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For Your Weekend: The Most Important Thing

Laura Phelps

Dig Deeper into Sunday’s Gospel: Read Matthew 18:15–20

My daughter received an intriguing text from her boyfriend. It read, I am so embarrassed. I have to leave work.” Apparently, his office shares one small bathroom, and when he failed to lift the seat, the boss pulled him aside, gently pointed out his lack of bathroom etiquette, and sent him back into the stall to clean up. The face-to-face humiliation was so intense it was all he could do not to flush himself down the toilet.

After a good laugh, I had to give this boss credit. He did exactly what Jesus tells us to do when someone does something wrong: “Go and tell him his fault between you and him alone” (Matthew 18:15). A quick text with a toilet emoji would have been easier. A scribbled note taped to the bathroom door would have been less confrontational. Heck, he could have said absolutely nothing, let the resentment build, and then called a friend to gossip and complain about the guy with a lousy aim.

We prefer that last one, don’t we?

If you open your Bible to the Gospel of Matthew, chapter 18, verses 15–20, you’ll see that Jesus addresses how we are to confront someone who has done us wrong. It begins with “If your brother sins against you” (Matthew 18:15). It’s important to note that this someone Jesus refers to is not just anyone, but a brother, a fellow believer, a sinner within the community. The instructions are to first pull him aside for private correction, and if he does not repent, grab a couple of friends and try again. If this is unsuccessful, bring the matter to the church community. If the sinner refuses to listen to the correction of the church, Jesus gives us the final instruction, “Then treat him as you would a Gentile or a tax collector” (Matthew 18:17).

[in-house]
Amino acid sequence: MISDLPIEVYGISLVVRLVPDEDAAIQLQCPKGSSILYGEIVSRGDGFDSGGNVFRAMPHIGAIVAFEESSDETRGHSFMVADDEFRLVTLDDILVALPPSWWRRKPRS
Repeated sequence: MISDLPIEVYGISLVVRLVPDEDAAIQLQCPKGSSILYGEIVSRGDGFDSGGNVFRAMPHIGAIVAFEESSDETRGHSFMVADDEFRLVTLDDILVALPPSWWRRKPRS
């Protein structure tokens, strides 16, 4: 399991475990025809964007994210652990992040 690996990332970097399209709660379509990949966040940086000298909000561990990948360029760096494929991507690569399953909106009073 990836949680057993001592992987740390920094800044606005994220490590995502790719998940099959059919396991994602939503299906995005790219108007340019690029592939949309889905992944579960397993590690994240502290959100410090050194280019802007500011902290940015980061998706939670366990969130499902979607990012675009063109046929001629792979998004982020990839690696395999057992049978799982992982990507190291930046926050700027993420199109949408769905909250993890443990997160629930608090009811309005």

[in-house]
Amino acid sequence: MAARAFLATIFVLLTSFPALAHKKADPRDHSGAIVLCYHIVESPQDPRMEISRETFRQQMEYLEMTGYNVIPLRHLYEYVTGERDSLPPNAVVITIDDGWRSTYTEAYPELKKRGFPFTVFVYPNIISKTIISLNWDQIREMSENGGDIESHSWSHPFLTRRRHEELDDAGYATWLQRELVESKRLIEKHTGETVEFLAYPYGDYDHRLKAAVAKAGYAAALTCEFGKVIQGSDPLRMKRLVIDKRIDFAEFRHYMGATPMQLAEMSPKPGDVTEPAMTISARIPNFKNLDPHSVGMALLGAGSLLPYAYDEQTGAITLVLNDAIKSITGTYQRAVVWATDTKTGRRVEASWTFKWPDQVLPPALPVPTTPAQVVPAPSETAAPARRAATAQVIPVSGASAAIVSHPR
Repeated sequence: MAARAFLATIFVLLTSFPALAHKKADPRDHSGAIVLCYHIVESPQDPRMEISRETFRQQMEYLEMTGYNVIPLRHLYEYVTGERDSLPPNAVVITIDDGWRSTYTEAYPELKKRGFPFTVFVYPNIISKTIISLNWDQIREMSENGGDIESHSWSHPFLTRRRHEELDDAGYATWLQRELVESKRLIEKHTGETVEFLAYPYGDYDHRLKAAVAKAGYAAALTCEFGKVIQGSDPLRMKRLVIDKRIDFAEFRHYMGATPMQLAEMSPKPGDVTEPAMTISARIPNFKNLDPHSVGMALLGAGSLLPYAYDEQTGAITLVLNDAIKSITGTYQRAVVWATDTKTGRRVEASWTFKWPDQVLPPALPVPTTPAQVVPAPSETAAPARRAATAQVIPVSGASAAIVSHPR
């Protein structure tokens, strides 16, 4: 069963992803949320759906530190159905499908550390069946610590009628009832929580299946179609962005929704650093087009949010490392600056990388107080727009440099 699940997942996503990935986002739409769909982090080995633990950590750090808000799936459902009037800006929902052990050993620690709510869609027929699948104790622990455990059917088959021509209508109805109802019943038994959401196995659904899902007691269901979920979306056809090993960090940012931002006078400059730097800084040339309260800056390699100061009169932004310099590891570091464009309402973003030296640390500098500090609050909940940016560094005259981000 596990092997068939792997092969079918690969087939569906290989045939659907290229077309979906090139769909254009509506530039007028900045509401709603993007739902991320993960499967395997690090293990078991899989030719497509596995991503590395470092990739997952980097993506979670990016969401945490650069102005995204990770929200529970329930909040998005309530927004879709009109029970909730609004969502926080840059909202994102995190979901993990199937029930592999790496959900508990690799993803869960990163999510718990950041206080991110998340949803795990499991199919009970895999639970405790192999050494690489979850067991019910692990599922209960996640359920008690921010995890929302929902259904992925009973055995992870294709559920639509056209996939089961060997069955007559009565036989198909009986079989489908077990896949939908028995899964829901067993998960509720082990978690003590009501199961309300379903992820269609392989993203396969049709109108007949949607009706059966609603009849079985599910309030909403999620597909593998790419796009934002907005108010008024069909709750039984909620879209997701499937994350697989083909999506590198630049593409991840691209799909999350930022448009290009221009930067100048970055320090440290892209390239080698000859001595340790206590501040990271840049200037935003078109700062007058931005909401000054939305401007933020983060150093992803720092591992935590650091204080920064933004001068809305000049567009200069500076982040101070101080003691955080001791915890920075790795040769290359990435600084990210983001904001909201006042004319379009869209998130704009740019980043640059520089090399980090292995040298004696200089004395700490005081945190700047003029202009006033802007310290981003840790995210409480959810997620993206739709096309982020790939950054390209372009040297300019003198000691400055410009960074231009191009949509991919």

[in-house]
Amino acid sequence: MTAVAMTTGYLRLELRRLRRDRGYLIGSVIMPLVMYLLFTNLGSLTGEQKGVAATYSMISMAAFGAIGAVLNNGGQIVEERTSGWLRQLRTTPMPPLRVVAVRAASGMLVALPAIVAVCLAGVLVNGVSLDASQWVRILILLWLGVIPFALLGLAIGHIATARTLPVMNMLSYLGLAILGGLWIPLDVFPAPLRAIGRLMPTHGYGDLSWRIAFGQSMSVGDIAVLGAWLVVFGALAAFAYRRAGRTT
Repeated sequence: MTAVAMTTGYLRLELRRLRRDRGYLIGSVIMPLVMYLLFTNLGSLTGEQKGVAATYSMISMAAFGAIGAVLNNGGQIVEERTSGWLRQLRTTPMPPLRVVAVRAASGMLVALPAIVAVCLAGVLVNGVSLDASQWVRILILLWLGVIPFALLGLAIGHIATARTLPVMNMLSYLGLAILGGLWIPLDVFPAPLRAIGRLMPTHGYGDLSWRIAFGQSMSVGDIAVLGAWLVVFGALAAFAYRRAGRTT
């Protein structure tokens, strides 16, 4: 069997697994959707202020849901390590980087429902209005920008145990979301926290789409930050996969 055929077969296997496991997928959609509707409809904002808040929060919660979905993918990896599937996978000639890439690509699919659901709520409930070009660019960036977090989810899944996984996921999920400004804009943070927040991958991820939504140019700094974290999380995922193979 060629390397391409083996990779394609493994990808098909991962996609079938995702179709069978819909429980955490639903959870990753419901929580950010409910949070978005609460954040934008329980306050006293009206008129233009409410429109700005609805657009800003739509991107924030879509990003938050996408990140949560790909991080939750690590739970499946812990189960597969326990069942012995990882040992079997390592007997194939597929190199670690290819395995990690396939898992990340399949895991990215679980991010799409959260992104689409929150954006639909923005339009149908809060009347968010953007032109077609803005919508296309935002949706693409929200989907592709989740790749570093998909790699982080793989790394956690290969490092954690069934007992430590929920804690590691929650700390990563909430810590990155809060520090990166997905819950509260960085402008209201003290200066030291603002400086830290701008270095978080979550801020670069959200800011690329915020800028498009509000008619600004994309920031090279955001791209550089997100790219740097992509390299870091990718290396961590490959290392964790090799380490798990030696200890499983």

Let’s pause here.

How does that last verse land on your heart?

Do you agree with this teaching, or are you considering joining a less harsh church that lets you do you and serves flavored coffee?

I’d like us to examine why correction in the Church matters and what Jesus means when He says, “Treat him like a Gentile or tax collector.”

Correction matters.
If you’ve spent time in the Word of God, Hebrews 12 might come to mind when reading this passage. “For the Lord disciplines him whom he loves, and chastises every son whom he receives” (Hebrews 12:6). Why does the Lord discipline us, you might ask? 

“He disciplines us for our good, that we may share in his holiness. For the moment all discipline seems painful rather than pleasant; later it yields the peaceful fruit of righteousness to those who have been trained by it” (Hebrews 12:10–11).

Correction, when done right, is born out of love. If God didn’t love us, He’d end the pursuit and quit running after us. But this is not the God we meet in Scripture. Our God leaves the ninety-nine sheep to find the one that strays (Matthew 18:12). Our God keeps His eyes locked on His prodigal son, and when He sees him from a distance, runs to meet him (Luke 15:11–32). His love is a love that chases us down, speaks the truth, and calls out our sins. God’s desire is not to kick the sinner to the curb but to heal him back into the fold.